Sunday Too Far Away (1975) HD online
|Cast overview, first billed only:|
|Max Cullen||-||Tim King|
|Peter Cummins||-||Arthur Black|
|Reg Lye||-||Old Garth|
|Laurie Rankin||-||Station hand|
|Lisa Peers||-||Sheila Dawson|
|Gregory Apps||-||Michael Simpson|
The Port Augusta Town Hall doubled as both a film set and a production headquarters while location shooting was being undertaken in the Flinders Ranges district. The interiors of a pub bar, complete with running beer, were created by art director David Copping in the town hall's basement
A two-and-a-half (approximately 150 minute) version existed before its Sydney Film Festival Premiere. A two hour director's cut played at this Sydney Film Festival on 1 June 1975. The final release cut runs just over an hour and a half (94 minutes). Australian film historian, critic and curator Paul Brynes has said: "Thirty minutes of the original film were cut by producers, and some critics suggest the removal of important subplots might have diminished the story. The 'director's cut' has never been made available to the public."
The first Australian film to be invited to the Cannes Film Festival.
The main tagline for the film: "Friday night... too tired. Saturday night... too drunk. Sunday... too far away" is called The Shearer's Wife's Lament.
Leading man Jack Thompson sings the title song.
For the final edit, producer Gil Brealey, who was in charge of finalizing the film, swapped the opening and closing scenes around. According to the book 'Australian Film 1900-1977' by Ross Cooper and Andrew Pike, "A scene in which Foley [Jack Thompson] crashes his car and walks away from it in disgust was also moved from the end of the film to the beginning".
Reportedly, an average day's total crew cost on this picture was $3,500 (Australian).
Director Ken Hannam once said of the bad weather that affected this film's shoot: "It was incredible! We just had to chuck the schedule out of the window. The thing that hurt most was that it was a film about heat and somehow we had to retain that feeling. The twenty-minute drive to the shearing shed would take two hours there and two hours back. We were always covered in mud. It was particularly hard on Matt Carroll, the production manager who was really acting as field producer...The dry, parched areas we'd seen during the recces were muddy lakes. So much of the film was improvised around what we had at our disposal. It's a big tribute to cast and crew that it worked out at all".
According to 'Home Cinema', Director "Ken Hannam had been working for British television for six years (making episodes of Z Cars (1962) and Dr. Finlay's Casebook (1962), amongst others) when he was sent John Dingwall's treatment, then called simply 'Shearers'. Dingwall's original treatment would have made a very long film: half of it dealt with the characters of the shearers, with a second half covering the 1956 shearers' strike. Dingwall reduced his screenplay in length, with only a few scenes at the end touching on the strike. (A final caption tells us how the strike was resolved.) Hannam's cut ran about half an hour longer than the final version, which was edited to its present running time by producer Gil Brealey, who removed at least one subplot. This version played at Cannes in the Director's Fortnight and won the 1975 Australian Film Institute Award for Best Film (beating Picnic at Hanging Rock (1975) amongst others). Hannam and Jack Thompson have spoken of how superior the longer version was. As Hannam's cut has never been shown publicly, it's impossible to tell if they are right or whether Brealey, less close to the material, was".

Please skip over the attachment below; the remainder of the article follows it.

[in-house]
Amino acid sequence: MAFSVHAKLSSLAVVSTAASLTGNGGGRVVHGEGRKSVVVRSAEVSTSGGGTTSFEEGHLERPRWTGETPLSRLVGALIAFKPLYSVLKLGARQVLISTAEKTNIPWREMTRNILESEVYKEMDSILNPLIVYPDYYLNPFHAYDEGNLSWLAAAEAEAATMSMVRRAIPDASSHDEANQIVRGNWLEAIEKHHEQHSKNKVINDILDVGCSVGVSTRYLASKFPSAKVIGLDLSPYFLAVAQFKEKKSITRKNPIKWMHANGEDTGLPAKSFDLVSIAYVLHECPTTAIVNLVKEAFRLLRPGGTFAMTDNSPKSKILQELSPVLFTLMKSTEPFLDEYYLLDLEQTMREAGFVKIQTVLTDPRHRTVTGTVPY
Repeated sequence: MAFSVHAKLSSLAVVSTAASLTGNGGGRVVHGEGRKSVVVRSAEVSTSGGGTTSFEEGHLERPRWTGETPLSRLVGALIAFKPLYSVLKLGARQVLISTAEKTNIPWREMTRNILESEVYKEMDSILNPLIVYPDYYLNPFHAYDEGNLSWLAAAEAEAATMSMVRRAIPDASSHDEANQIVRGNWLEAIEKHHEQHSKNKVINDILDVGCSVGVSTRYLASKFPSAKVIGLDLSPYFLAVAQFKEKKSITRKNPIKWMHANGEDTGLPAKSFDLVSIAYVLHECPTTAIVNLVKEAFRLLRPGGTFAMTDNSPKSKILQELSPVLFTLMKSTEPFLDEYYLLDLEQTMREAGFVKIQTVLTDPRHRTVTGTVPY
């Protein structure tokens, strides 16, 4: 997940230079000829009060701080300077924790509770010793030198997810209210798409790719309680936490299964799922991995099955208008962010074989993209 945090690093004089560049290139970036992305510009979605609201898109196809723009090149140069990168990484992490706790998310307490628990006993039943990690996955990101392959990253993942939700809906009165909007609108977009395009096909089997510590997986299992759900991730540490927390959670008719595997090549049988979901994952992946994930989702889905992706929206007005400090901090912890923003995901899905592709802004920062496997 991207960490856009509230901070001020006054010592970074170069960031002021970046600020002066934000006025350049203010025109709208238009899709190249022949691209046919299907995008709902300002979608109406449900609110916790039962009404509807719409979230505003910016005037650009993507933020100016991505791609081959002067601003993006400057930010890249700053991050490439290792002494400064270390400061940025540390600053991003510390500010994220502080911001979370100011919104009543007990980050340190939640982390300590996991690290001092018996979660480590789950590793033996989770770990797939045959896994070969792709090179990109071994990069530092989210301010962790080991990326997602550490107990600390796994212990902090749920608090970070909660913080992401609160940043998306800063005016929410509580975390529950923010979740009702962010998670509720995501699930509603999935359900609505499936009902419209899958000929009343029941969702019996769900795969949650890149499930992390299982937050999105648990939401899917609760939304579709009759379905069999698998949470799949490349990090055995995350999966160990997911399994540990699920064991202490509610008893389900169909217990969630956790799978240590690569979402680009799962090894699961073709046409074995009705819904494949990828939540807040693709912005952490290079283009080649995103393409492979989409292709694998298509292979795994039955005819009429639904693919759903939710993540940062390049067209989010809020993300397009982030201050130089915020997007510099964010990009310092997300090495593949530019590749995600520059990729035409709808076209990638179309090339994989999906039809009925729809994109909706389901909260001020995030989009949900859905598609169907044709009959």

This picture was one of fifty Australian films selected for preservation as part of the National Film and Sound Archive of Australia's Kodak / Atlab Cinema Collection Restoration Project.
The first theatrical feature film produced by the South Australian Film Corporation (SAFC). The SAFC was established and incorporated three years earlier in 1972. Prior to this feature film, the SAFC had produced short films and documentaries such as Kangaroo Island (1974) and The Players (1974).
Brian Kavanagh was originally touted to direct the movie.
Sheep were shorn outside the theatre at the film's Opening Night Sydney Film Festival Premiere screening on the evening of 1 June 1975.
First ever Australian film to be selected for the Director's Fortnight at the Cannes Film Festival. This film made the final three shortlist for top honors in this event.
The majority of the cast had to have their hair cut 1950s style short-back-and-sides as well as learn to shear sheep, though lead actor Jack Thompson had worked on a sheep station prior to making Sunday Too Far Away (1975).
First theatrical feature film directed by Ken Hannam who previously worked in television.
First of three theatrical feature films that director Ken Hannam made for the South Australian Film Corporation (SAFC). Hannam's second was Dawn! (1979) whilst his third and final film for the SAFC was Robbery Under Arms (1985).
A half-hour television special entitled The Making of 'Sunday' (1975) was produced by the South Australian Film Corporation as a promotional tie-in for this movie.
This film is considered one of the key films of the Australian New Wave cinema of the 1970s.
Director Ken Hannam said that lead actor Jack Thompson turned down a lucrative part in an American movie so that he could appear in this film.
The place where the shearer's shear their sheep in this movie was the Carriewerloo Station in South Australia's Flinders Ranges. This film was made and released about fifteen years after The Sundowners (1960) which was the first and only other earlier film that had used the station and it's shearing shed for filming in a movie. Reportedly, at time of this film, about 20,000 sheep would be shorn there a year.
At the Australian Film Institute Awards in 1975, this film came away wining three awards including Best Film, Best Actor and Best Supporting Actor. In those days, the Best Film award was called the Golden Reel Award. Jack Thompson's performance for both this film and his other movie Petersen (1974) tied for the Best Actor Award (known then as the Hoyts Prize for Best Performance) with Martin Vaughan for Billy and Percy (1974). Reg Lye's Supporting Actor gong was categorized as an Honourable Mention.
DOP Geoff Burton's cinematography was inspired and influenced by classic Australian paintings such as 'Shearing the Rams' by Tom Roberts and various bush landscapes by Russell Drysdale.